This Stanford professor says the current tech layoffs aren’t based on business fundamentals or economics. It’s basically bad vibes among lemming executives that is causing real pain for everyone.
"One might think—or hope—that, after Enron, WorldCom, Bernie Madoff, Jordan Belfort and the 2008 financial crisis, that the business press could harbor skepticism about financial and business leaders in general, but particularly those in a shadowy, emerging sector known for its instability (Forbes, 5/10/22) and its susceptibility to scams (Forbes, 9/23/22)."The business press functions as a cheerleader rather than a critic. People who care about the impact of businesses on people are in a different business.
"And yet if there’s a lesson of the past four years, it’s that thoughtfulness and craftsmanship only got the company about 10 percent as far as Microsoft did by copy-pasting Slack’s basic design."Casey Newton on Salesforce buying Slack and the realities of enterprise software. I’m really rooting for Slack—it is truly joyful software. I think Casey misses the ways Slack might transform Salesforce.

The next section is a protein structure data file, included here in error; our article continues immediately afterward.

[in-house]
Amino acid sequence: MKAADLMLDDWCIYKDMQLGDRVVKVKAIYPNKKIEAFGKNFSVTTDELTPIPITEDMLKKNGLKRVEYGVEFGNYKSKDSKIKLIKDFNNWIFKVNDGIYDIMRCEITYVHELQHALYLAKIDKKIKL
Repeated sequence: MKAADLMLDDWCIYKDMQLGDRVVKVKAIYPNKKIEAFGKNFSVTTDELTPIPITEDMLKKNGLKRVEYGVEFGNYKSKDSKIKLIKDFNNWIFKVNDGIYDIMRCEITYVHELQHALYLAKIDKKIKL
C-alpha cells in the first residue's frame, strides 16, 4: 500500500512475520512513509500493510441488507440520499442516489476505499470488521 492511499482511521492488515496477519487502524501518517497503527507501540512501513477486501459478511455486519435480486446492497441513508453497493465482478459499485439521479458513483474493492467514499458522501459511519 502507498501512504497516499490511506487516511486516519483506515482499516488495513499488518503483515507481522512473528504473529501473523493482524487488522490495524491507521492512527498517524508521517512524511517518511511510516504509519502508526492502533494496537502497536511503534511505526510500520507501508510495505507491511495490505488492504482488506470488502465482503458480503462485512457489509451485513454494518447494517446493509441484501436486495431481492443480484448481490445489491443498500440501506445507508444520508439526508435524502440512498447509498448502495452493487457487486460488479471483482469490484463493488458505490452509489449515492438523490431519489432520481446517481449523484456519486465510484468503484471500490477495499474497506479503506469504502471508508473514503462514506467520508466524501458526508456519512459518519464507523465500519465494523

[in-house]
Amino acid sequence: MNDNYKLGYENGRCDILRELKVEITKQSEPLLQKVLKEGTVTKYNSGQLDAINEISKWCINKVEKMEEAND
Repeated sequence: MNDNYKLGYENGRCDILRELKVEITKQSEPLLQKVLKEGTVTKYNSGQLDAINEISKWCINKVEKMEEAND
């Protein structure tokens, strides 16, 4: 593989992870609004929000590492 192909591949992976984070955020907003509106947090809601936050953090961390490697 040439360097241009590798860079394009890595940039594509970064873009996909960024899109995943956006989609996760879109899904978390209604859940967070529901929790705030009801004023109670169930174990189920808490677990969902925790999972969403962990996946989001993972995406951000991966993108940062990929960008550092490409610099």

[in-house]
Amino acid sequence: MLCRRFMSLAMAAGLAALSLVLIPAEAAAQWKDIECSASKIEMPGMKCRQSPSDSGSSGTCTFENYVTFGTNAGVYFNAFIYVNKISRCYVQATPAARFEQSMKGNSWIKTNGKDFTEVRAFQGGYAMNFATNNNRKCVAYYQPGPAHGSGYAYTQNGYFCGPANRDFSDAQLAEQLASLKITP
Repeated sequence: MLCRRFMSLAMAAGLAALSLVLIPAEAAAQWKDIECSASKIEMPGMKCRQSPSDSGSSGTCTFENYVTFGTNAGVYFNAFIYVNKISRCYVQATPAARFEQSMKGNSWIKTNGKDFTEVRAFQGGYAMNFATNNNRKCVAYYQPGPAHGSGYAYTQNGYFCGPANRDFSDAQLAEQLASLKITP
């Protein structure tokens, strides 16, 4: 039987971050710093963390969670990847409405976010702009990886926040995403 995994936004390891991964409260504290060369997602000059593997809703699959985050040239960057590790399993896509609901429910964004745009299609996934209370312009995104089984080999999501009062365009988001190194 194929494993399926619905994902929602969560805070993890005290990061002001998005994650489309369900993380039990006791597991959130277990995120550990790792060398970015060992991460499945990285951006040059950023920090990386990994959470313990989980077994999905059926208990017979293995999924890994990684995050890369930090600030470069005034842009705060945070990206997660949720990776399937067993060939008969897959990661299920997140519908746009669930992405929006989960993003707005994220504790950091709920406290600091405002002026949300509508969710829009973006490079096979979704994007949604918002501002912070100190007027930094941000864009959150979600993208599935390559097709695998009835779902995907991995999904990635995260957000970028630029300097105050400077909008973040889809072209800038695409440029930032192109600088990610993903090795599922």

"A future that plans on everything going right so no one has to think about what happens when things go wrong. Because computers don’t make mistakes. An automated future where no one actually knows how things work. A future where people are so far removed from the process that they stand around powerless, unable to take the reigns."Not a big deal for watching movies but this could be tragic applied to more critical areas of our lives. It's good to watch out for this and push back on it.
"In other words, we have changed our relationship with photography and photographs. It used to be that, photos served as a portal to our past. Now, we are moving so fast as we try to keep up in the age of infinitesimal attention spans."Nice thinking here about the future of cameras as our relationship with photography changes.